The plaintiffs appealed both decisions. On November 6, 2000, the D.C. Circuit affirmed in part and reversed in part the court's decision in this case. See Sloan v. Department of Housing and Urban Dev., 231 F.3d 10 (D.C. Cir. 2000). While the Court of Appeals affirmed the dismissal of the Bivens claim on the ground that the plaintiffs had not stated a claim for a constitutional violation, it reversed this court in concluding that HUD acted arbitrarily and capriciously and should have voided the plaintiffs' suspensions ab initio. See id. at 17-18. The D.C. Circuit also concluded that the evidence presented at the plaintiffs' administrative hearing was not adequate enough to justify taking "immediate action . . . to protect the public interest. . . ." See id. at 16. Separately, the D.C. Circuit affirmed this court's dismissal of the FTCA claims. See Sloan v. Department of Housing and Urban Dev., 236 F.3d 756 (D.C. Cir. 2001). On June 4, 2001, the plaintiffs filed a petition for an award of attorneys' fees and costs in this case. Alleging that the Equal Access to Justice Act ("EAJA"), 28 U.S.C. § 2412, authorized an award of attorneys' fees and costs for amounts expended on the APA action, the plaintiffs submitted bills totaling $150,211.03. See Pls.' Petition for Award of Attorneys' Fees, Costs and Other Expenses ("Pls.' Pet.") at 7. On June 21, 2001, the defendants filed an opposition to the petition. The court then referred the petition to Magistrate Judge Facciola for an R & R. On February 5, 2002, Magistrate Judge Facciola issued his recommendation that this court deny the plaintiffs' petition for attorneys' fees. See R & R dated February 5, 2002. The plaintiffs followed by filing a motion for reconsideration of the R & R, and the parties have now fully briefed that issue.

III. ANALYSIS

A. The Court Adopts the R & R's Analysis Involving 28 U.S.C. § 2412(d)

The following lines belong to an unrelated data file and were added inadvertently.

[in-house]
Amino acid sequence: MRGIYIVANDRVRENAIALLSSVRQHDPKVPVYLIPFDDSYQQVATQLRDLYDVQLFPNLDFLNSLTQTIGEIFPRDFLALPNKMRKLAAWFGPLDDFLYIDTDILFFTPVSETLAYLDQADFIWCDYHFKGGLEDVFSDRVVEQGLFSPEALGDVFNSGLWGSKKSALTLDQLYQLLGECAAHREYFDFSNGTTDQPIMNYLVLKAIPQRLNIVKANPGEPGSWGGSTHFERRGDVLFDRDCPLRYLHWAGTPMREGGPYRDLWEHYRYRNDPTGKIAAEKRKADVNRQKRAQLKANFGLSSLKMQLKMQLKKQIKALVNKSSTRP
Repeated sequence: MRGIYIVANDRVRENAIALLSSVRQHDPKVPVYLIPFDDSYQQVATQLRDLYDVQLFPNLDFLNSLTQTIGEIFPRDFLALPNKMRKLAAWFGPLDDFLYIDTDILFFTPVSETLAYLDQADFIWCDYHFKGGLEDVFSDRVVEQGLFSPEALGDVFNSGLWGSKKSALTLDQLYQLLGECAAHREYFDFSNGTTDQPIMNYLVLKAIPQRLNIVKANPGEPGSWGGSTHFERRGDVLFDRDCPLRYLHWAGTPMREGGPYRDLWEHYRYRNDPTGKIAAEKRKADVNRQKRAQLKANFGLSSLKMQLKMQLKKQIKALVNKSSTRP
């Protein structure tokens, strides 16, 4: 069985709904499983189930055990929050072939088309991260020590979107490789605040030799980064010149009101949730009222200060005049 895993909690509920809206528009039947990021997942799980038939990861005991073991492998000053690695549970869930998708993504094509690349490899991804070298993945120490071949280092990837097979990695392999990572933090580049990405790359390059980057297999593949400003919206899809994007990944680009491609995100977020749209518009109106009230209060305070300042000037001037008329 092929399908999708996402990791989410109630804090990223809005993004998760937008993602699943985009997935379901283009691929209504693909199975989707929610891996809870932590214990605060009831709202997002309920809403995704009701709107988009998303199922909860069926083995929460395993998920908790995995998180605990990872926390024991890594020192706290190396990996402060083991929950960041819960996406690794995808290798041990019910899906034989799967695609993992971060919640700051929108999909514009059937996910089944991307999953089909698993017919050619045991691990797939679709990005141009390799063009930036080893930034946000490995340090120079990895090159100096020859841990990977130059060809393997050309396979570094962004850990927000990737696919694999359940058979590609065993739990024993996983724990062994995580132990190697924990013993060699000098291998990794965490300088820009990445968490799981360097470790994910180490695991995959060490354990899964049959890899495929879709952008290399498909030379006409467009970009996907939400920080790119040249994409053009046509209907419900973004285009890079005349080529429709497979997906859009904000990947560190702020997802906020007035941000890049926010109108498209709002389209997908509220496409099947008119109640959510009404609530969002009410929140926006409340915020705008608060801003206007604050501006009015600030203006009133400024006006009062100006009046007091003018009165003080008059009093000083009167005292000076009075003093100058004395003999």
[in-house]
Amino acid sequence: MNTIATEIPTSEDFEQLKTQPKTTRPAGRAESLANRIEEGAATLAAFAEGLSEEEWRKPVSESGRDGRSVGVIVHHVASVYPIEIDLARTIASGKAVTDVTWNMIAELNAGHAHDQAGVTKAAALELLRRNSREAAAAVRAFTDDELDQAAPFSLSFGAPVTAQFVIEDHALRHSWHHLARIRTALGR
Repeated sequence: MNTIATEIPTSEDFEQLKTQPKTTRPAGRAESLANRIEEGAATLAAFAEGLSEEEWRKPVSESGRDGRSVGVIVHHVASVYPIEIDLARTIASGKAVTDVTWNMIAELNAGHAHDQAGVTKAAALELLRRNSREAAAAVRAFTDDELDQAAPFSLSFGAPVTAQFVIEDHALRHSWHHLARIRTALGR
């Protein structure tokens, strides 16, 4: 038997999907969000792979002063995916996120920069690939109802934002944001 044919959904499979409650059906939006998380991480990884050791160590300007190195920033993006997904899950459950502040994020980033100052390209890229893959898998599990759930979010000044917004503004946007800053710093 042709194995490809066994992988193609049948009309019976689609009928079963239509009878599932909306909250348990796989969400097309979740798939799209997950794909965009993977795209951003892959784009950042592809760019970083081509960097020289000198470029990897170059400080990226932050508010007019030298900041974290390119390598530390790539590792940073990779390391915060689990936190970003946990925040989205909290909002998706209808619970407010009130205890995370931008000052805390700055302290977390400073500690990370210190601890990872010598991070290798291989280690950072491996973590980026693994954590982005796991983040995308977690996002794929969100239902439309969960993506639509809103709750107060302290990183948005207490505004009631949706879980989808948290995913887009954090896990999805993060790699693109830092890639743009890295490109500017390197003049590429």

The plaintiffs seek attorneys' fees and expenses under the EAJA, and costs under 28 U.S.C. § 1920 and Local Civil Rule 54.1. In his R & R, Magistrate Judge Facciola noted that "[m]otions for fees and costs are subject to clear time filing requirements, which plaintiffs have failed to observe here." See R & R at 3. The EAJA requires parties seeking an award of fees and other expenses to submit an application for fees and other expenses "within 30 days of final judgment in the action." See 28 U.S.C. § 2412(d)(1)(B). Magistrate Judge Facciola correctly stated that the EAJA's time-filing requirements are jurisdictional in nature and may not be waived. See Action on Smoking and Health v. Civil Aeronautics Bd., 724 F.2d 211, 225 (D.C. Cir. 1984); R & R at 3.

In this case, the D.C. Circuit ruled for the plaintiffs on the APA issue on November 14, 2000. See Sloan, 231 F.3d 10. Even under the most liberal timetable, which states that the 30-day period begins when the 90-day period for seeking certiorari before the Supreme Court lapses, see, e.g., Kolman v. Shalala, 39 F.3d 173 (7th Cir. 1994), the plaintiffs would have had until March 14, 2001 to seek an EAJA award. See R & R at 4. Their June 4, 2001 petition was, therefore, "nearly three months late." See id. Moreover, as Magistrate Judge Facciola observed, the "[p]laintiffs offer no reason why they waited until June 4, 2001, to file the EAJA petition." Id.